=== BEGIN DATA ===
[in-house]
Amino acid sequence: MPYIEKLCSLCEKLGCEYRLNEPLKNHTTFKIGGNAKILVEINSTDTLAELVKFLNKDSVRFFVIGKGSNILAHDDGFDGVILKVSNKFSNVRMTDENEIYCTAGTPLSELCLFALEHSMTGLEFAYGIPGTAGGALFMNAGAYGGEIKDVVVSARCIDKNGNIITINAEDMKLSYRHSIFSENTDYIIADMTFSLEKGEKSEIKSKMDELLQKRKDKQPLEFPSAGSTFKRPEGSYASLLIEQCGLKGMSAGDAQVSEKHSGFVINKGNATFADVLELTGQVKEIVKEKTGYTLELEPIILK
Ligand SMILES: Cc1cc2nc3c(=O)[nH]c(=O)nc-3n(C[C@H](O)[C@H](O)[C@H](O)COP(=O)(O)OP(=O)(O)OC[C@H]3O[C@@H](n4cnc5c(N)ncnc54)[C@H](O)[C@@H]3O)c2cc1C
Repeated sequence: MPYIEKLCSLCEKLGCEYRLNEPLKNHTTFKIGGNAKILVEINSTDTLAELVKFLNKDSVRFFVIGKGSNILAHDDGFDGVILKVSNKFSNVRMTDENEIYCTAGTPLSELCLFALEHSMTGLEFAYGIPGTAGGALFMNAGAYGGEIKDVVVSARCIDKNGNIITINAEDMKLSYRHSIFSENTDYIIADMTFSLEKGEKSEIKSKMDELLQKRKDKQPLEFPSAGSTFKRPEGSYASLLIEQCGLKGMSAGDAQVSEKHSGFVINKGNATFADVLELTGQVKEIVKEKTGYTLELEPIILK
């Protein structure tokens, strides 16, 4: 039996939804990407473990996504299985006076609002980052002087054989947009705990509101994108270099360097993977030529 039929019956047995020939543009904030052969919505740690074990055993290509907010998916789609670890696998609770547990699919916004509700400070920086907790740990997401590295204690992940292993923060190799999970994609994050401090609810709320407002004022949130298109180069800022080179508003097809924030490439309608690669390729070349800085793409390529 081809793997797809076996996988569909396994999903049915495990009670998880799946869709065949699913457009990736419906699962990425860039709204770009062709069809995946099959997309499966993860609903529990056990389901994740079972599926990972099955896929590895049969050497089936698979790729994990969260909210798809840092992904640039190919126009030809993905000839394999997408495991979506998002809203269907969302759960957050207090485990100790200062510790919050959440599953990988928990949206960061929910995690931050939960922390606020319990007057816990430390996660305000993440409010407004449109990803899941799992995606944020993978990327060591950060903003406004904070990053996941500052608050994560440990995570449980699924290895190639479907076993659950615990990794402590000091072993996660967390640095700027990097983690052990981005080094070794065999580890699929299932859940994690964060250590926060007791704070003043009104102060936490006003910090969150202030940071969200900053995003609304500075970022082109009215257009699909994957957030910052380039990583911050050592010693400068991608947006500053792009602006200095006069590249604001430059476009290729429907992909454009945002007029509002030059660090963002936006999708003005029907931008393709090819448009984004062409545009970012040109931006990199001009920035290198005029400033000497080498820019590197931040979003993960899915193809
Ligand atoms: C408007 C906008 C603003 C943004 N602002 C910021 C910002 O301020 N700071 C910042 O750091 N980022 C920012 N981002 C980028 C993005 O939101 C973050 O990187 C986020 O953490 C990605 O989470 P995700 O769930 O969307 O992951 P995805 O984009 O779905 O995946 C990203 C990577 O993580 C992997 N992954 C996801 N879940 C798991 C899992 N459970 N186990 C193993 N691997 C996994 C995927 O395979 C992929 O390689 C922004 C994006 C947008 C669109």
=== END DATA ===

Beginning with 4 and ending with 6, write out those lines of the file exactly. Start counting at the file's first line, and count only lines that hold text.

Repeated sequence: MPYIEKLCSLCEKLGCEYRLNEPLKNHTTFKIGGNAKILVEINSTDTLAELVKFLNKDSVRFFVIGKGSNILAHDDGFDGVILKVSNKFSNVRMTDENEIYCTAGTPLSELCLFALEHSMTGLEFAYGIPGTAGGALFMNAGAYGGEIKDVVVSARCIDKNGNIITINAEDMKLSYRHSIFSENTDYIIADMTFSLEKGEKSEIKSKMDELLQKRKDKQPLEFPSAGSTFKRPEGSYASLLIEQCGLKGMSAGDAQVSEKHSGFVINKGNATFADVLELTGQVKEIVKEKTGYTLELEPIILK
């Protein structure tokens, strides 16, 4: 039996939804990407473990996504299985006076609002980052002087054989947009705990509101994108270099360097993977030529 039929019956047995020939543009904030052969919505740690074990055993290509907010998916789609670890696998609770547990699919916004509700400070920086907790740990997401590295204690992940292993923060190799999970994609994050401090609810709320407002004022949130298109180069800022080179508003097809924030490439309608690669390729070349800085793409390529 081809793997797809076996996988569909396994999903049915495990009670998880799946869709065949699913457009990736419906699962990425860039709204770009062709069809995946099959997309499966993860609903529990056990389901994740079972599926990972099955896929590895049969050497089936698979790729994990969260909210798809840092992904640039190919126009030809993905000839394999997408495991979506998002809203269907969302759960957050207090485990100790200062510790919050959440599953990988928990949206960061929910995690931050939960922390606020319990007057816990430390996660305000993440409010407004449109990803899941799992995606944020993978990327060591950060903003406004904070990053996941500052608050994560440990995570449980699924290895190639479907076993659950615990990794402590000091072993996660967390640095700027990097983690052990981005080094070794065999580890699929299932859940994690964060250590926060007791704070003043009104102060936490006003910090969150202030940071969200900053995003609304500075970022082109009215257009699909994957957030910052380039990583911050050592010693400068991608947006500053792009602006200095006069590249604001430059476009290729429907992909454009945002007029509002030059660090963002936006999708003005029907931008393709090819448009984004062409545009970012040109931006990199001009920035290198005029400033000497080498820019590197931040979003993960899915193809
Ligand atoms: C408007 C906008 C603003 C943004 N602002 C910021 C910002 O301020 N700071 C910042 O750091 N980022 C920012 N981002 C980028 C993005 O939101 C973050 O990187 C986020 O953490 C990605 O989470 P995700 O769930 O969307 O992951 P995805 O984009 O779905 O995946 C990203 C990577 O993580 C992997 N992954 C996801 N879940 C798991 C899992 N459970 N186990 C193993 N691997 C996994 C995927 O395979 C992929 O390689 C922004 C994006 C947008 C669109």